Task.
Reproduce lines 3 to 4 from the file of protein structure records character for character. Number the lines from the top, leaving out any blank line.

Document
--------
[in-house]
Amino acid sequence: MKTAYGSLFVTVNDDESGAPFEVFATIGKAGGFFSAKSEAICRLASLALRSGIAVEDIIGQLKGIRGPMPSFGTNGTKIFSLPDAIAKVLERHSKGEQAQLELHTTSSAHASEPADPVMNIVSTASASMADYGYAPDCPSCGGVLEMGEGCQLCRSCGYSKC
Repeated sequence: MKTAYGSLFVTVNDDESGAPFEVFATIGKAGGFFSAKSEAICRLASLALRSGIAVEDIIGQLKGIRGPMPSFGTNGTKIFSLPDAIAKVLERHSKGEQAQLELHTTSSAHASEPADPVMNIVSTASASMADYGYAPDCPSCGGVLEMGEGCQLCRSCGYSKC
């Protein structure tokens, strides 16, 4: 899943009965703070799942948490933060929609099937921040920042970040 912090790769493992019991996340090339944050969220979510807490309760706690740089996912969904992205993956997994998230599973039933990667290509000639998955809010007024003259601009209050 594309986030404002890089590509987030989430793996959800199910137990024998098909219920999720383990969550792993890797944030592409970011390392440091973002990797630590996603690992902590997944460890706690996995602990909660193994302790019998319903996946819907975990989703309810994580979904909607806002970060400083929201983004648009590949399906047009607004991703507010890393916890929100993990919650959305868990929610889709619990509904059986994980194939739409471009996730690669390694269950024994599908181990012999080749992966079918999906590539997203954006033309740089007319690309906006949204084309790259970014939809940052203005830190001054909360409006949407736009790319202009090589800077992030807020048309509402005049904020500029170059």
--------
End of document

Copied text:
Repeated sequence: MKTAYGSLFVTVNDDESGAPFEVFATIGKAGGFFSAKSEAICRLASLALRSGIAVEDIIGQLKGIRGPMPSFGTNGTKIFSLPDAIAKVLERHSKGEQAQLELHTTSSAHASEPADPVMNIVSTASASMADYGYAPDCPSCGGVLEMGEGCQLCRSCGYSKC
């Protein structure tokens, strides 16, 4: 899943009965703070799942948490933060929609099937921040920042970040 912090790769493992019991996340090339944050969220979510807490309760706690740089996912969904992205993956997994998230599973039933990667290509000639998955809010007024003259601009209050 594309986030404002890089590509987030989430793996959800199910137990024998098909219920999720383990969550792993890797944030592409970011390392440091973002990797630590996603690992902590997944460890706690996995602990909660193994302790019998319903996946819907975990989703309810994580979904909607806002970060400083929201983004648009590949399906047009607004991703507010890393916890929100993990919650959305868990929610889709619990509904059986994980194939739409471009996730690669390694269950024994599908181990012999080749992966079918999906590539997203954006033309740089007319690309906006949204084309790259970014939809940052203005830190001054909360409006949407736009790319202009090589800077992030807020048309509402005049904020500029170059």